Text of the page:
|You can have up to four primary partitions, or up to three primary partitions and 1 extended partition (which is another type of partition), and more than one logical partition within the extended partition. The extended partition is merely a "container" and must have at least one logical partition within it in order for you to be able to store data on it. |
I have one 500gb drive that has 7 partitions
- two primary, one extended, 4 logical partitions within the extended partition - all of those (except the extended partition of course ) are assigned drive letters in Windows, and one small primary FAT partition at the end of the drive space that has no drive letter and does not show up in My Computer (or Computer) or Windows Explorer that is for my third party multi-boot program, BootIt! NG
Brand name computers sometimes have a smaller EISA partition on the original hard drive software installation. It may or may not be required in order for you to be able to use the contents of it when you want to reload the original brand name software installation. It doesn't show up in My Computer (or Computer) or Windows Explorer but it does show up in Disk Management (as an unknown partition type as I recall ??) and when you're using the XP CD to examine the existing partitions on the drive, and when you use a third party "partition manipulation" program to examine the drive.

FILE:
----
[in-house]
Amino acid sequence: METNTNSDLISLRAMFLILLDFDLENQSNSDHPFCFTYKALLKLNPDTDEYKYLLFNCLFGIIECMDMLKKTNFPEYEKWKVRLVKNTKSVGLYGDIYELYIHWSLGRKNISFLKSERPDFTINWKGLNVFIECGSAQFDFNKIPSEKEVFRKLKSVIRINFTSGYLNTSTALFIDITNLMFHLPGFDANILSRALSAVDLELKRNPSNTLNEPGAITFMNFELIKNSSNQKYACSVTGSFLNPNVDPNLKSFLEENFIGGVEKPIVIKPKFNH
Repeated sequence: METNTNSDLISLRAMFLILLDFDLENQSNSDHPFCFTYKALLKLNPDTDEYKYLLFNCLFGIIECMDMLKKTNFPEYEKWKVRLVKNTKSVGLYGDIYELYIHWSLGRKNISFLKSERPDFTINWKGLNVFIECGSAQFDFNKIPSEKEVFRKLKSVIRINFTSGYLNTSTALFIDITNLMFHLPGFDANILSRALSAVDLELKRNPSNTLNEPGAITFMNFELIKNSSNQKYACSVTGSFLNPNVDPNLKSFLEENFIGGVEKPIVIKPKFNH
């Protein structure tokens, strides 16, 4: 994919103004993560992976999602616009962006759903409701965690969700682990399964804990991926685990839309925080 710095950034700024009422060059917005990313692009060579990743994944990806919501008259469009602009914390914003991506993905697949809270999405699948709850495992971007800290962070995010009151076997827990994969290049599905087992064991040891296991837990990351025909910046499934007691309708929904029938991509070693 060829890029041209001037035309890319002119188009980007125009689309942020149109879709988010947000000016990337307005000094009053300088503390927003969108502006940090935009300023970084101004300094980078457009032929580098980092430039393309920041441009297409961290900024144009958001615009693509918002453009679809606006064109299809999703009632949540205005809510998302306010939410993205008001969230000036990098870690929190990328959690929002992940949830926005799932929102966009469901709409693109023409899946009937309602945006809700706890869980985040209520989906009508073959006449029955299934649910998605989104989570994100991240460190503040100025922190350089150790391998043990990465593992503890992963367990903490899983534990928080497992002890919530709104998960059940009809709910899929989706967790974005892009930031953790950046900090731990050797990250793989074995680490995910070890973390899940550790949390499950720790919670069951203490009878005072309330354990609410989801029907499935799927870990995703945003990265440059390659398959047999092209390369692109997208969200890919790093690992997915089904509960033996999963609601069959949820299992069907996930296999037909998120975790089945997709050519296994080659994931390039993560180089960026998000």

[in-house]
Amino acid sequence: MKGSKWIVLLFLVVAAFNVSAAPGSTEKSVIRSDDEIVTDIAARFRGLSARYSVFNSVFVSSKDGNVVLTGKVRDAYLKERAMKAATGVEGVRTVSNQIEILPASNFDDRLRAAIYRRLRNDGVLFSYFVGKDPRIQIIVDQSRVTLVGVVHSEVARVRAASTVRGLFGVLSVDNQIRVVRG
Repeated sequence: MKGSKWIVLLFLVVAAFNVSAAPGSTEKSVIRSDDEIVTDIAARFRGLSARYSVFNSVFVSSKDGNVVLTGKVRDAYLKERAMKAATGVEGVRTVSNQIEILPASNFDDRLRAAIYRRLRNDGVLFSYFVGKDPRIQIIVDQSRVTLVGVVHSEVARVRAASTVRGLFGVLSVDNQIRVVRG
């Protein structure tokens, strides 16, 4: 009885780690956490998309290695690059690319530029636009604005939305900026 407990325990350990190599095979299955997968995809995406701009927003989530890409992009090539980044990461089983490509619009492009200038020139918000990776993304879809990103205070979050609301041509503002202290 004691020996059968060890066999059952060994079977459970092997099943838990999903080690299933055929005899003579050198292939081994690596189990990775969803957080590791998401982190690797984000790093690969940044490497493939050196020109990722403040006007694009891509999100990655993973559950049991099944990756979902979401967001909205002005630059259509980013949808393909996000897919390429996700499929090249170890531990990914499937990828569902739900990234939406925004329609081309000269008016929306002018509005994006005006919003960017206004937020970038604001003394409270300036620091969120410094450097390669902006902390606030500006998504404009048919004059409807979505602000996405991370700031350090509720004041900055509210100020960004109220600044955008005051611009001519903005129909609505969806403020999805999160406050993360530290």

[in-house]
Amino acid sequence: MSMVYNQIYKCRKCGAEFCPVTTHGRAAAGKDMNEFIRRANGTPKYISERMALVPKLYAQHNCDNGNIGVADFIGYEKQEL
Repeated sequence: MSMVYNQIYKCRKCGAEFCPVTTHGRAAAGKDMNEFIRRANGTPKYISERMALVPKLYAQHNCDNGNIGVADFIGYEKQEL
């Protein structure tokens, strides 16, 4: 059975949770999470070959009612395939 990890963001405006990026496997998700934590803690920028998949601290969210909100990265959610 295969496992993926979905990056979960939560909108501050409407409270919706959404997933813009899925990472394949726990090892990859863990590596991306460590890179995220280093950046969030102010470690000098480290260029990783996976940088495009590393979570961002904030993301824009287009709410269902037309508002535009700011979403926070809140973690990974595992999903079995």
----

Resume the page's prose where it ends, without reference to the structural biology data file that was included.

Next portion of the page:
E.g. On a friend of mine's HP laptop it had a small EISA partition that was used for some music feature and it is not required in order to re-load the original brand name software installation - the partition can be deleted if you don't use the music feature, and the space freed up can be added to another existing partition by using a third party "partition manipulation" program such as the freeware Easeus Partition Master Home Edition.
(You must use a third party program to do that in XP or previous if you don't want to lose the data on the existing partition. Disk Management in Vista and Windows 7 has the ability of being able to add freed up drive space to an existing partition, or re-size partitions smaller or larger, without losing the data on the existing partition, but there is insufficient info about that in it's Help - it's easier to use a third party program to do that.)
The computer came with 3 Recovery CDs - one of them was used to load the software required for the music feature on the EISA partition. The information about how to use the music feature was in the HP User's or Owners manual for the model as I recall. Later on she lost track of where her Recovery CDs were - I ordered a set from HP and it had 2 of the 3 CDs - the one for the music feature was not included. .